Money Matters

Currency & Exchange

The U.S. dollar is Ecuador's official currency, making currency exchange a non-issue for American visitors. But the country also mints its own coins, equivalent to half-dollars, quarters, dimes, nickels, and pennies, which circulate freely with their U.S. counterparts. The $1 coin bearing the portrait of Native American guide Sacagawea, which never caught on in the United States, is used widely here. Most small businesses have trouble making change for anything over $5. Do not bring $50 or $100 bills to Ecuador. So many counterfeits circulate that no one will accept them as payment for any bill of any amount, including the $100 Galápagos entrance fee. If you find yourself with these denominations, you have no choice but to exchange them for twenties or smaller at a bank, which is capable of determining that your bills are real.

Most large establishments in the cities take credit cards, with Visa and MasterCard the most widely accepted. Some businesses add a surcharge of 3%–10% on credit-card purchases, or may offer a discount if you pay in cash. You can use your card to obtain cash from ATMs, but a surprising number of machines take only Cirrus-affiliated cards. Although it sounds counter-intuitive, get cash from an ATM when the bank is open. Security personnel are present, and if you encounter a problem with your card, you can tend to it immediately. Few businesses take traveler's checks as payment. You can cash American Express traveler's checks for dollars at some banks and casas de cambio.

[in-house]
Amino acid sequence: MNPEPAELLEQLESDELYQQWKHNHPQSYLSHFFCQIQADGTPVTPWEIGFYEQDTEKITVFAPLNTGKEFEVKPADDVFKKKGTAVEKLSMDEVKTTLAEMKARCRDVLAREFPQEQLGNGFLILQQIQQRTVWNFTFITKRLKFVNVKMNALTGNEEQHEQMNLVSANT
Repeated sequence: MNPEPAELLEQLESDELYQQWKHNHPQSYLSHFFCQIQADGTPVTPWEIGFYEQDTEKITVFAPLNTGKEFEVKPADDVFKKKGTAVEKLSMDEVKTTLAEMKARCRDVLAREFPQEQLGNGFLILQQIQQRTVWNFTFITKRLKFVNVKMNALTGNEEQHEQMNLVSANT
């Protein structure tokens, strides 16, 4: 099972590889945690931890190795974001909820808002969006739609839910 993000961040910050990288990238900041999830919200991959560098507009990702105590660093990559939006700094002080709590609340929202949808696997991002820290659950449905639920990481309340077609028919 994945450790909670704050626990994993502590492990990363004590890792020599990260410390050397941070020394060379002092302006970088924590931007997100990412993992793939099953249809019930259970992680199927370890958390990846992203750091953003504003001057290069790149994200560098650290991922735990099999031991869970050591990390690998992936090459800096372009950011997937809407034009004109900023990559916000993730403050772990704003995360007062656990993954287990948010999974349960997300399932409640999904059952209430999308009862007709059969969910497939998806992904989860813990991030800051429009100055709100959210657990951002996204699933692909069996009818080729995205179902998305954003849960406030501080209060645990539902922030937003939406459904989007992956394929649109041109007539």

Many goods and services—from taxi fares to textiles—are inexpensive by Western standards. Although international chain hotels are pricey, you can stay in perfectly nice places for less than $75.

Sample Prices:. Some sample prices are: cup of coffee, 50; bottle of beer, $1.50; soft drink, 50; bottle of wine, $10; sandwich, $2; 2-km (1-mi) taxi ride, $1; city bus ride, 20; movie, $5; cocktail, $5; theater or concert ticket, $10–$20; museum admission, $2.


Most hotels add a 12% tax and 10% service surcharge to your bill. Some include this amount when they quote prices, but others do not. Be sure to inquire when you book your room. Restaurants levy the same charges on top of the prices listed on the menu.


A tip of 5%–10% is appropriate for waiters in upscale restaurants. (The 10% surcharge often added to a bill is supposedly for service, although whether waiters actually receive it is questionable.) Porters and bellhops should receive the equivalent of 50 per bag. Guides expect about $10 per day for each person in a tour group, while drivers expect about $2. Taxi drivers don't expect tips.

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